Hewlett Packard Enterprise invested $4 billion in the Intelligent Edge to take core compute outside of the data center and into the field. This has manifested in their Edgeline compute systems, which represent the best Edge servers in the industry. CBT is always one step ahead, always looking for what’s next, what’s real and deliverable. We knew, based on HPE’s investment that they were committed to delivering best-in-class when it came to the Edge and would ultimately become the foundation of any Edge solutions deployed at the Refinery of the Future. The customer didn’t need a point product, they needed a real solution, which happens all the time. In the oil and gas industry, it often revolves around two areas: profitability and safety.
Believe it or not, they’re interrelated. If you don’t have safety, you probably have an unsafe condition. An unsafe condition could lead to a catastrophic event, which could bring a plant down and could cause revenue loss, fines, or potential long term shut-down.
The Task of Many
There had to be an underlying infrastructure to further the communication platform and we found that in HPE’s Edgeline systems. To make a building work, you have to have a great underlying infrastructure that starts at the foundation. When you get into worker safety, predictive maintenance, asset integrity, and sensors detecting ongoings in the environment, they require that, but the partnership is much bigger than just that technology piece alone. Because here’s the issue in this brave new world- no one person has the entire story.
HPE has an element, National Instruments has an element of operational technology, RealWear has an element of how a worker might connect, and PTC’s ThingWorx application has some software that helps enable this.
Nobody we’ve seen yet comes to the table with the complete story, and this is where the partnership is key. Without innovations from HPE, the underlying infrastructure doesn’t exist. Without us as a partner, who can then aggregate all these other disparate, vertical pieces of the story into one complete area? It’s not successful and it’s what we learned in this.
With the activity out of the Refinery of the Future, what we’ve learned is that the partnerships in the ecosystem are the only way this works. And if you don’t have someone like CBT, with deep experience in the integration of each of those technologies, you’re much more likely to fail. The best part is our Founder & CEO, Kelly Ireland, who is up to speed on this and is aggressively investing in expanding our team and our expertise.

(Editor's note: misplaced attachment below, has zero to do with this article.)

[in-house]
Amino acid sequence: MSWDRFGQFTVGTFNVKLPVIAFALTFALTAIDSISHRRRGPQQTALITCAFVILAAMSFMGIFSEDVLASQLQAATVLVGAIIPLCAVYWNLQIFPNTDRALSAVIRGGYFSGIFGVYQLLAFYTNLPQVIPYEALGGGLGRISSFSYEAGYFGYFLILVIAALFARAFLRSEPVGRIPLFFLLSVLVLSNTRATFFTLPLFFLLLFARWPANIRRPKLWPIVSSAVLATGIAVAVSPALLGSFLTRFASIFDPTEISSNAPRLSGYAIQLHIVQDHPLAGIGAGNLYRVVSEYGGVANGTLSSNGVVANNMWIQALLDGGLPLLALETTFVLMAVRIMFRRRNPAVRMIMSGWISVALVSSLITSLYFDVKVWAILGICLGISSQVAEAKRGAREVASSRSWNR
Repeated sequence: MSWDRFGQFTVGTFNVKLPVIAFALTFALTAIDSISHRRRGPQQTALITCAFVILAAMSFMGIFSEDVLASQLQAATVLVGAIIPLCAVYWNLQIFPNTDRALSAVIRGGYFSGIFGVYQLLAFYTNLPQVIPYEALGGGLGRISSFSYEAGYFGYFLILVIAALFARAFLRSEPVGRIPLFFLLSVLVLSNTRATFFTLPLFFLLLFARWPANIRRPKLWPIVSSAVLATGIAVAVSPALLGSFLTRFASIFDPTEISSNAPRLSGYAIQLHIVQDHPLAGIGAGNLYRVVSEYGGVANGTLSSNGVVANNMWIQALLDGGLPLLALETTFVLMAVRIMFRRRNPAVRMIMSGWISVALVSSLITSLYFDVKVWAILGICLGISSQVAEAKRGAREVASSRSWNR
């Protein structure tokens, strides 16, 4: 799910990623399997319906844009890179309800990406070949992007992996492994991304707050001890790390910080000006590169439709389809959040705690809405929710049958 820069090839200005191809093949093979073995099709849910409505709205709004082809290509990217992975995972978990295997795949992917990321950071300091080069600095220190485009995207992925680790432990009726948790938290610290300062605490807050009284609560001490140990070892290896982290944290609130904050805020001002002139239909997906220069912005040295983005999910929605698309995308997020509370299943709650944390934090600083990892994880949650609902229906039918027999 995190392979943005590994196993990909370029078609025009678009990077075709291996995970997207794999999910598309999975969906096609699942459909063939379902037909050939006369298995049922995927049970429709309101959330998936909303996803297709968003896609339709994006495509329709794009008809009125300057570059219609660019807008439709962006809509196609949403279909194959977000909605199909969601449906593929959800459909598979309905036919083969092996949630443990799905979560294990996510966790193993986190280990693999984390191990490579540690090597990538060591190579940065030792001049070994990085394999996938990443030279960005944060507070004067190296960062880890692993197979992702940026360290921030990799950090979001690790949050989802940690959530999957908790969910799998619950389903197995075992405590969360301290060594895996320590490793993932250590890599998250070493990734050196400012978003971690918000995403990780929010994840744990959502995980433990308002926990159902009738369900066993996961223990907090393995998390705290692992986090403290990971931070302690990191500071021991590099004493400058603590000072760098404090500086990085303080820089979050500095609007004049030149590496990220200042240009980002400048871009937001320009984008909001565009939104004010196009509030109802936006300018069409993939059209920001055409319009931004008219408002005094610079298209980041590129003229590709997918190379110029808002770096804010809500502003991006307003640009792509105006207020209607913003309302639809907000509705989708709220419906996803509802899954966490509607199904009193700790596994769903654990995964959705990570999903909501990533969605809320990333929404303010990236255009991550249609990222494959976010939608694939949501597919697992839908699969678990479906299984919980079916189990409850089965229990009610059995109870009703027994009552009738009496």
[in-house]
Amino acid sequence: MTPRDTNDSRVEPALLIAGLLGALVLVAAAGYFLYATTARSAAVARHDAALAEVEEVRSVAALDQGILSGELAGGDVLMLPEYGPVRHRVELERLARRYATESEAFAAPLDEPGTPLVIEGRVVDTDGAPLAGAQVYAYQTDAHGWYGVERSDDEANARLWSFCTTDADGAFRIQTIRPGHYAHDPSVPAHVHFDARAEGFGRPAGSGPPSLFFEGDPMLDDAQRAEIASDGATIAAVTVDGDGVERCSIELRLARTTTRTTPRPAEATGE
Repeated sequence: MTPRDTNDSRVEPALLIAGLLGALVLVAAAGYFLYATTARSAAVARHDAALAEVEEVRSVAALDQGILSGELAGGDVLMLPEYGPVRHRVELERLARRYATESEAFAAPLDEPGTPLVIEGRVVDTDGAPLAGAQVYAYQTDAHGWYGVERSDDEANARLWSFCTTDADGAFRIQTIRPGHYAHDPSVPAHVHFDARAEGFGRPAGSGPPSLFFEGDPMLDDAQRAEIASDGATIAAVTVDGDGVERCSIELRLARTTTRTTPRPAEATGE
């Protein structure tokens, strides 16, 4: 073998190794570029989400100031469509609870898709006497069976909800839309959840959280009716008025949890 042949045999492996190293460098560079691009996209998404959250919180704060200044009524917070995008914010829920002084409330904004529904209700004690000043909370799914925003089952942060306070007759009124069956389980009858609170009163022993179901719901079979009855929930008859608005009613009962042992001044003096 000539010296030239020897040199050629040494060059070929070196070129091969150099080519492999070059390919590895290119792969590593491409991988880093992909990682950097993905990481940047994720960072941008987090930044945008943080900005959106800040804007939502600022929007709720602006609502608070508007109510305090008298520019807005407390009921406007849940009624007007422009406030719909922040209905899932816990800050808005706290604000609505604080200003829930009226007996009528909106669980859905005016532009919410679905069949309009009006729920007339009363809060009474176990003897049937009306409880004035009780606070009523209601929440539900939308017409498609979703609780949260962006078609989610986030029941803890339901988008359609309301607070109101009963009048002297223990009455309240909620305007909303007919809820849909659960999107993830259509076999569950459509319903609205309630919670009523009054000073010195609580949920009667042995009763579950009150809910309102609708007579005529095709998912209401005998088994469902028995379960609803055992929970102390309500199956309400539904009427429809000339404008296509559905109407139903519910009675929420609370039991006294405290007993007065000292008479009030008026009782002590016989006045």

If anyone, including our team, were to say that they know every one of these technologies and implement seamlessly, they’re lying. There are probably only a few who can, and at CBT we are still only scratching the surface. We made a plant worker wearing a wearable device share data with a data center sitting somewhere else in the plant. Then, we figured out how the machines actually work with the operational technology platforms from their DCS platform, which is controlling the plant and how that data is coming together. That’s a true convergence of IT and OT (operations technology) and its exciting, but there’s so much more to achieve.
Wearables and What’s Next?
We’re ready to look at the next industry because this really looks at the bigger picture. Texmark and Refinery of the Future is such a powerful use case for not just oil and gas or petrochemicals, but for other industries; we got in and failed. We failed early and we failed fast. Then, we realized if we don’t have somebody who sits there and watches all of this, then it’s not going to work.
Finally, even with some of the big integrators involved in the project, they learned some things. They realized only working on their one space didn’t help. Not accounting for the back end infrastructure working with their control system for the plant, or how it interfaced with humans, didn’t matter. And so, a little bit of that failure is in learning. We don’t proclaim to be experts in every vertical. But, we believe we are the experts on how those verticals work together. That’s the difference.
Initially, we were going to build a 3-D image of the plant. We thought we were tying all the information related to those assets and the plan to that 3-D model. We realized that it can’t be separated from trying to track the worker and where he is in the plant with his wearables. Ultimately, it became obvious to take the coordinate systems and overlay them so that we could have a real-time location-based capability.
Sharing the Data